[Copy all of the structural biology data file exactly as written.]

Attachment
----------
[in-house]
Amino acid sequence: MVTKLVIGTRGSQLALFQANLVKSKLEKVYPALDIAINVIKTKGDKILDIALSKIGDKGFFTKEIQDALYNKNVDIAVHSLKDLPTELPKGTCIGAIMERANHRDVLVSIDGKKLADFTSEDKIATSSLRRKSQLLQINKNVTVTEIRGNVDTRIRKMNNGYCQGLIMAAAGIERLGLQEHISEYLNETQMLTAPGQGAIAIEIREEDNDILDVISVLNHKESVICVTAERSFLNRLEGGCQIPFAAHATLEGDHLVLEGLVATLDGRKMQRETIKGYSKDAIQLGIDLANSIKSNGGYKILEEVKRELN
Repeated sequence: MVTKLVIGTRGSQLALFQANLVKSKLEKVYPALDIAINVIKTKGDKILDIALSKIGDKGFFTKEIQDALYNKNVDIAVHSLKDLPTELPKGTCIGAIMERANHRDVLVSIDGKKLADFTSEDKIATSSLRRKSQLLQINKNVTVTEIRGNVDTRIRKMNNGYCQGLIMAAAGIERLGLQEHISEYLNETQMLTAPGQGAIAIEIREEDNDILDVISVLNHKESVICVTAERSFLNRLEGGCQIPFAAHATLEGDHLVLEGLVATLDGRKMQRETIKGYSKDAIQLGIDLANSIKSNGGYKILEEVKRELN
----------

[in-house]
Amino acid sequence: MVTKLVIGTRGSQLALFQANLVKSKLEKVYPALDIAINVIKTKGDKILDIALSKIGDKGFFTKEIQDALYNKNVDIAVHSLKDLPTELPKGTCIGAIMERANHRDVLVSIDGKKLADFTSEDKIATSSLRRKSQLLQINKNVTVTEIRGNVDTRIRKMNNGYCQGLIMAAAGIERLGLQEHISEYLNETQMLTAPGQGAIAIEIREEDNDILDVISVLNHKESVICVTAERSFLNRLEGGCQIPFAAHATLEGDHLVLEGLVATLDGRKMQRETIKGYSKDAIQLGIDLANSIKSNGGYKILEEVKRELN
Repeated sequence: MVTKLVIGTRGSQLALFQANLVKSKLEKVYPALDIAINVIKTKGDKILDIALSKIGDKGFFTKEIQDALYNKNVDIAVHSLKDLPTELPKGTCIGAIMERANHRDVLVSIDGKKLADFTSEDKIATSSLRRKSQLLQINKNVTVTEIRGNVDTRIRKMNNGYCQGLIMAAAGIERLGLQEHISEYLNETQMLTAPGQGAIAIEIREEDNDILDVISVLNHKESVICVTAERSFLNRLEGGCQIPFAAHATLEGDHLVLEGLVATLDGRKMQRETIKGYSKDAIQLGIDLANSIKSNGGYKILEEVKRELN